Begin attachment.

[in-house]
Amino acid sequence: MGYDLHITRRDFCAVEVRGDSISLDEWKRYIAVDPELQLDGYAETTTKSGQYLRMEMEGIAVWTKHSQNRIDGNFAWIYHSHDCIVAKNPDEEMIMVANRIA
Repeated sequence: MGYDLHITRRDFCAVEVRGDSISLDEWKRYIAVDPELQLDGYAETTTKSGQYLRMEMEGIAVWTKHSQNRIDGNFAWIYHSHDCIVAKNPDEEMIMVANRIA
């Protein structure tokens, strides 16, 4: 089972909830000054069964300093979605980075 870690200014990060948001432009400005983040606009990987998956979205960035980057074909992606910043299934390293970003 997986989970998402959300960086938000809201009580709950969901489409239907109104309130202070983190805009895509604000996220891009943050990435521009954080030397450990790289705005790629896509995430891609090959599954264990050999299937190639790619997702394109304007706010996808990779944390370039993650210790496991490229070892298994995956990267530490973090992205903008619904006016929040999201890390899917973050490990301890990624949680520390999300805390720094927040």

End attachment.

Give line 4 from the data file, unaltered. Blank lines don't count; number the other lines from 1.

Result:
């Protein structure tokens, strides 16, 4: 089972909830000054069964300093979605980075 870690200014990060948001432009400005983040606009990987998956979205960035980057074909992606910043299934390293970003 997986989970998402959300960086938000809201009580709950969901489409239907109104309130202070983190805009895509604000996220891009943050990435521009954080030397450990790289705005790629896509995430891609090959599954264990050999299937190639790619997702394109304007706010996808990779944390370039993650210790496991490229070892298994995956990267530490973090992205903008619904006016929040999201890390899917973050490990301890990624949680520390999300805390720094927040």